Fatah, whose organization has been called right-wing by members of other Muslim organizations in this country, called the niqab “monstrous” and accused women who wear it of being agents of the fundamentalist Muslim Brotherhood who hate Canada.
He says the veil allows them to avoid pledging allegiance to the Queen which, he says, is against their “extremist views.”
Brodeur counters that it’s foolish to assume all women who wear one piece of traditional clothing think or believe the same thing.
Critics of the Tory government’s recent policy change have pointed out it was done with little public consultation with the community.
Furthermore, Brodeur says, the niqab simply isn’t that prevalent in Canadian society.
There are not more than 50 women in the Greater Montreal Area who wear the niqab, he says.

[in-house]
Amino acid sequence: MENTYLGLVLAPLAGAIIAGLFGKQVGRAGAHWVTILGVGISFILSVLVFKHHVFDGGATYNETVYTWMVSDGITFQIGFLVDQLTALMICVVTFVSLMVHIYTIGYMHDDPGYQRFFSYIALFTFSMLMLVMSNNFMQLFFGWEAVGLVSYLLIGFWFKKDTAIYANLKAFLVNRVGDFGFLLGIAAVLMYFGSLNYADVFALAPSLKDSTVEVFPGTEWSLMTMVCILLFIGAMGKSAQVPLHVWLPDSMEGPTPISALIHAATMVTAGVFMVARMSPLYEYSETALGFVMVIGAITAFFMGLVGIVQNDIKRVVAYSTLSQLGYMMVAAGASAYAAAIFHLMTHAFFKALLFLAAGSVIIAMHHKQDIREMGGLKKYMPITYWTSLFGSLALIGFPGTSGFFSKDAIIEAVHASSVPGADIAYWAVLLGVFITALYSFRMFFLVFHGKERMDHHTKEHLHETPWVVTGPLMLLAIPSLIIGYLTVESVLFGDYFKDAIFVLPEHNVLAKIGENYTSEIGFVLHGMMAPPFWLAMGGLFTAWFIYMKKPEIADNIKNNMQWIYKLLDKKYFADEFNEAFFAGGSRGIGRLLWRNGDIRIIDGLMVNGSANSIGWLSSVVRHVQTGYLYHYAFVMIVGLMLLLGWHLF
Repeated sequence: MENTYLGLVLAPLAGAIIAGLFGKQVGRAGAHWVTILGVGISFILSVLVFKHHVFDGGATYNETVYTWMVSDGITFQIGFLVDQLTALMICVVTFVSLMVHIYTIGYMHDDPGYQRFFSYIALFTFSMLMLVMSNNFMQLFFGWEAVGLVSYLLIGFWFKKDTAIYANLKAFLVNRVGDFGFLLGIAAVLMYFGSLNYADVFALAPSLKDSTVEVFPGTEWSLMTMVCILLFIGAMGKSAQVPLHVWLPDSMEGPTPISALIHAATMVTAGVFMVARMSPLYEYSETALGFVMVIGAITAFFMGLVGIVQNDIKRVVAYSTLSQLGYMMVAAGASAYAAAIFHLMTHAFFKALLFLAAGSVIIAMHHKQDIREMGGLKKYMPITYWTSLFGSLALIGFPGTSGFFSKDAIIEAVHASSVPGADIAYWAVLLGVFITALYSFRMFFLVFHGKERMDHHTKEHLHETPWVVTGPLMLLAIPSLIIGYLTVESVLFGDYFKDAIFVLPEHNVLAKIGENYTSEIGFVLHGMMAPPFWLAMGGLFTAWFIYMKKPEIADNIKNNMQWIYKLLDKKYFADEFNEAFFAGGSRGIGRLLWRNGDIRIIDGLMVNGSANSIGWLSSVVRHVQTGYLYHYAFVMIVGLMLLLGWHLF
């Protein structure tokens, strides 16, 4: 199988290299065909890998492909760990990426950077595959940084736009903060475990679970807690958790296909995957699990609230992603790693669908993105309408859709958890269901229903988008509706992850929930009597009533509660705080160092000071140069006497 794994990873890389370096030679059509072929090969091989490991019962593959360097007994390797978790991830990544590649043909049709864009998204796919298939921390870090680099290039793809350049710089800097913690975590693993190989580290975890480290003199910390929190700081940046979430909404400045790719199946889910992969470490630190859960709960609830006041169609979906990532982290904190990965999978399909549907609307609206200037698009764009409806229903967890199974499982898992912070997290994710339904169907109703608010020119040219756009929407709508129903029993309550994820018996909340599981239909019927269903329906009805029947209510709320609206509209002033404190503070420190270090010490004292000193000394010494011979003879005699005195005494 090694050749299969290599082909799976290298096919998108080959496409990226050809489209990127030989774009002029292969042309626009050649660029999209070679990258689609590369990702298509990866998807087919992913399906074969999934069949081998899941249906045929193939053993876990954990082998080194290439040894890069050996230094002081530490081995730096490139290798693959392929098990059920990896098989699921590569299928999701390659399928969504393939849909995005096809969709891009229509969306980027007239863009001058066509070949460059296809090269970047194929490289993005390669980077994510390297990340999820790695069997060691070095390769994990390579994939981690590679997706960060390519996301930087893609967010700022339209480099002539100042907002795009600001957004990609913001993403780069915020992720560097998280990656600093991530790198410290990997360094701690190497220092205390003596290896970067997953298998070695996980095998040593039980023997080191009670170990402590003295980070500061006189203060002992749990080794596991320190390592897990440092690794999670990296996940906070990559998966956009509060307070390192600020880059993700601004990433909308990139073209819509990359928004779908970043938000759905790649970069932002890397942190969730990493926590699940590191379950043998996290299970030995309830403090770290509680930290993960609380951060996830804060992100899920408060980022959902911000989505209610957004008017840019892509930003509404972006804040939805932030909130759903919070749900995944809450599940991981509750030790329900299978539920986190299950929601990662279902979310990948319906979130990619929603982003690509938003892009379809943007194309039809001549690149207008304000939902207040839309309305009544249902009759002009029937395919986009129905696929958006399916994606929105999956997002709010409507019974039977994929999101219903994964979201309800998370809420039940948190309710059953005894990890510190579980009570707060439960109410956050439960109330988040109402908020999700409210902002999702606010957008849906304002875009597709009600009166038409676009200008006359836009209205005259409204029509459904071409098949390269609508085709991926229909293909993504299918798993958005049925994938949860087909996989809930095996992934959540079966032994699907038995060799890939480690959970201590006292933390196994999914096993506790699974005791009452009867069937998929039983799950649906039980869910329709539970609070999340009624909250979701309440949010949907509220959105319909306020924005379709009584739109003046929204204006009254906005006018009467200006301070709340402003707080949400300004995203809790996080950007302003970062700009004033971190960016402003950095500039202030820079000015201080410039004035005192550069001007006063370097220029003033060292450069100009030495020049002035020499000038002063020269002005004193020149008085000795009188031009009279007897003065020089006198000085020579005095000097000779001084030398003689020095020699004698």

There are perhaps 100 around Toronto, and fewer in Vancouver, and a total of maybe 300, at most, across the country, Brodeur estimated.
Those numbers could grow.
The population of Muslims in Canada is expected to nearly triple in the next 20 years, from about 940,000 in 2010 to nearly 2.7 million in 2030, according to a Pew Forum survey on The Future of the Global Muslim Population.
Muslims are expected to make up 6.6 per cent of Canada’s total population in 2030, up from 2.8 per cent today.
“It’s frustrating because we are not a threat,” Ella says.
“They are making us seem like a threat, they are making up stories and making people scared of us.”
When asked if she will guide her daughter to cover herself, Ella says no, it’s a personal matter between a believer and her creator.
“No one else can make that decision for her.”
But she is worried.
“I was shopping once and a lady came up very close to me. She stared into my eyes and said ‘You’re in Canada, now.’ “
Most people tell her to “go home” or give her dirty looks, Ella says, but she just keeps silent when this happens.
“It makes me feel sad, because I would like to reach out and say, ‘I’m just like you, and I dress like this because it’s a religious thing, but it doesn’t make me less human than you.’ “
— Postmedia News
Republished from the Winnipeg Free Press print edition December 17, 2011 A29